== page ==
Aulderne History, Family Crest & Coats of Arms
- Origins Available:
The ancient roots of the Aulderne family name are in the Anglo-Saxon culture. The name Aulderne comes from when the family lived in an enclosed place. The surname Aulderne literally means dweller at the old enclosure or dwelling.
Early Origins of the Aulderne family
The surname Aulderne was first found in Essex, Suffolk and Yorkshire at Aldham. In all cases, the place name meant "the old homestead," or "homestead of a man called Ealda," from the Old English personal name + "ham." 
Aldham, Essex and Aldham, Suffolk were both listed in the Domesday Book of 1086 and both were listed under the same spelling, Aldeham. 
Another branch of the family was found at Elford in Staffordshire. "Before the Conquest the manor [of Elford] belonged to Earl Algar, and in the reign of Henry III. was held by William de Alderne, whose descendants continued to enjoy it until the marriage of the heiress of Sir John Alderney with the Stanleys, when the property passed to that family." 
Aldhelm (640?-709), was Bishop of Sherborne, the son of Kenten. "Aldhelm was no less great as a builder than as a scholar. He built a church dedicated to SS. Peter and Paul to be the head church of his monastery. He also built two other churches at Malmesbury. One of these, St. Mary's, succeeded St. Peter's as the chief church in the tenth century. " 
Important Dates for the Aulderne family
This web page shows only a small excerpt of our Aulderne research. Another 50 words (4 lines of text) covering the years 1616, 1660 and 1652 are included under the topic Early Aulderne History in all our PDF Extended History products and printed products wherever possible.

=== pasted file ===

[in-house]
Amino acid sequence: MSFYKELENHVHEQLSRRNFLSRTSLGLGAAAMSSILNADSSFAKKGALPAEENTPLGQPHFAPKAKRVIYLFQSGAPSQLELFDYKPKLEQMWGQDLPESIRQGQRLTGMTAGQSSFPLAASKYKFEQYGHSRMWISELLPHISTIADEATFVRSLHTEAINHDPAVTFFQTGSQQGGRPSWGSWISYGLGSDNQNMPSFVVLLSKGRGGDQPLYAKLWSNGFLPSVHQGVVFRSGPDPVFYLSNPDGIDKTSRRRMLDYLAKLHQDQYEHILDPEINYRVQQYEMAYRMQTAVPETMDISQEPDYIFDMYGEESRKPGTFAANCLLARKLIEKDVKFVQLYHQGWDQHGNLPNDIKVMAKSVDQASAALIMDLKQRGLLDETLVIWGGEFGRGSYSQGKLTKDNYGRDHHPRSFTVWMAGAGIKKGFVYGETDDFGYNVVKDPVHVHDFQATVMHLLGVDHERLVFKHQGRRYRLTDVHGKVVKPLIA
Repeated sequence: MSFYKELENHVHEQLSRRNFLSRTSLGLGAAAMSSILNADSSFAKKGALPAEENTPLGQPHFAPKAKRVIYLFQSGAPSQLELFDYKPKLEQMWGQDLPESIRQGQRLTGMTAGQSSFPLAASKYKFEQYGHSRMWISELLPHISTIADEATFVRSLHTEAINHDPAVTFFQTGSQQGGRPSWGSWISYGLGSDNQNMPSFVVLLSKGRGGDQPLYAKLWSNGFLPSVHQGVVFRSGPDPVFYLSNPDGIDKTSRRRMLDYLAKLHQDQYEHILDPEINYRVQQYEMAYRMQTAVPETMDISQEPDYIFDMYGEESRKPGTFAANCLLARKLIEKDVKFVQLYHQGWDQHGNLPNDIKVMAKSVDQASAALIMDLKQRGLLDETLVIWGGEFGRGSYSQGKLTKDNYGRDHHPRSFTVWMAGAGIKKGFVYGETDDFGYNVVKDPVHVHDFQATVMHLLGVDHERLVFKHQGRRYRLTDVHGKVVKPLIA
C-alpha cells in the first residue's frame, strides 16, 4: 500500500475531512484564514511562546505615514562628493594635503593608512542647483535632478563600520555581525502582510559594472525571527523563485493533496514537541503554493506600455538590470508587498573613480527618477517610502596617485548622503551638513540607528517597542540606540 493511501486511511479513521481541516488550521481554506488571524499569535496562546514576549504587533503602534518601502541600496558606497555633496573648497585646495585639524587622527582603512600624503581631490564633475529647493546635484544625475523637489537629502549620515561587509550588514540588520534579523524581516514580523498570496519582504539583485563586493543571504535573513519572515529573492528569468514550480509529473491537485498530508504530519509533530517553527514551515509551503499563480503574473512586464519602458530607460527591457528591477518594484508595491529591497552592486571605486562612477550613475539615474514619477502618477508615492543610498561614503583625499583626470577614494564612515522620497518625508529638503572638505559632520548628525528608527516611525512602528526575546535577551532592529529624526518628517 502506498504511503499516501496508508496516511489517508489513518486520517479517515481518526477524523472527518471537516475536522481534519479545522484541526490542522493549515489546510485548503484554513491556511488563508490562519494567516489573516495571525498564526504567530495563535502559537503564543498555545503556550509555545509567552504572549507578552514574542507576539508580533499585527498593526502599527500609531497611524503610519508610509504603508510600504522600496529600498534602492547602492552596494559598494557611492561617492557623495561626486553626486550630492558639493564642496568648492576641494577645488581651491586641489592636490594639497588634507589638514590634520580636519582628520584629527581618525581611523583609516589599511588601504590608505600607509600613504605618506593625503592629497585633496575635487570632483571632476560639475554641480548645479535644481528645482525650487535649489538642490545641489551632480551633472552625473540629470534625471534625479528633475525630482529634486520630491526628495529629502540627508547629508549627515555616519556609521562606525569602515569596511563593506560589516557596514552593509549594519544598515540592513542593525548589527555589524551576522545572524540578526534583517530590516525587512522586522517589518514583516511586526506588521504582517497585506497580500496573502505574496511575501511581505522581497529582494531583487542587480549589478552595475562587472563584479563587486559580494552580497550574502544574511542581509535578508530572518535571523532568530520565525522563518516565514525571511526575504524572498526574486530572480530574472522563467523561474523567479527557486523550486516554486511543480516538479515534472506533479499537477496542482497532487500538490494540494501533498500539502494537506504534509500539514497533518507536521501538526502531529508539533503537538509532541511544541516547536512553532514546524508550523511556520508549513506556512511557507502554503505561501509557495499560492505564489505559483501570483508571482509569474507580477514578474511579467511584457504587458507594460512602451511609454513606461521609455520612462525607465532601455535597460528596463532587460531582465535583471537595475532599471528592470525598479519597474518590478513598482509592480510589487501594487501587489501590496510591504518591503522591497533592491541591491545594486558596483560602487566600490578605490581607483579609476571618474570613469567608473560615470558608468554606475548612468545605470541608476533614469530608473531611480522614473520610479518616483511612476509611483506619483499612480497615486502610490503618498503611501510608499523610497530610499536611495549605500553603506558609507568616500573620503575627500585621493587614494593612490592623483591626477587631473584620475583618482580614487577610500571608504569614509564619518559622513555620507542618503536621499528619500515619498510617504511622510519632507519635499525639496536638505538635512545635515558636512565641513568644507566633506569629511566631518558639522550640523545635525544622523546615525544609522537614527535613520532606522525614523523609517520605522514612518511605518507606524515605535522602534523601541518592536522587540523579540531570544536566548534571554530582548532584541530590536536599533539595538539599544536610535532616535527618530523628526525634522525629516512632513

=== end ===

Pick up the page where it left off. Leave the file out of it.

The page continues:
Aulderne Spelling Variations
One relatively recent invention that did much to standardize English spelling was the printing press. However, before its invention even the most literate people recorded their names according to sound rather than spelling. The spelling variations under which the name Aulderne has appeared include Aldham, Aldam, Aldem, Aldum, Aldeham, Aldom, Eldham, Eldam and many more.
Early Notables of the Aulderne family (pre 1700)
Distinguished members of the family include Thomas Aldham or Aldam (c. 1616-1660), an English Quaker who was imprisoned in York in 1652 for speaking in a "steeple-house" (church), and fined 40 shillings for refusing to pay...
Another 35 words (2 lines of text) are included under the topic Early Aulderne Notables in all our PDF Extended History products and printed products wherever possible.
Migration of the Aulderne family
At this time, the shores of the New World beckoned many English families that felt that the social climate in England was oppressive and lacked opportunity for change. Thousands left England at great expense in ships that were overcrowded and full of disease. A great portion of these settlers never survived the journey and even a greater number arrived sick, starving, and without a penny. The survivors, however, were often greeted with greater opportunity than they could have experienced back home. These English settlers made significant contributions to those colonies that would eventually become the United States and Canada. An examination of early immigration records and passenger ship lists revealed that people bearing the name Aulderne arrived in North America very early: Daniel Aldam aged 27 who settled in Maryland in 1775.
- ^ Mills, A.D., Dictionary of English Place-Names. Oxford: Oxford University Press, 1991. Print. (ISBN 0-19-869156-4)
- ^ Williams, Dr Ann. And G.H. Martin, Eds., Domesday Book A Complete Translation. London: Penguin, 1992. Print. (ISBN 0-141-00523-8)
- ^ Lewis, Samuel, A Topographical Dictionary of England. Institute of Historical Research, 1848, Print.
- ^ Smith, George (ed), Dictionary of National Biography. London: Smith, Elder & Co., 1885-1900. Print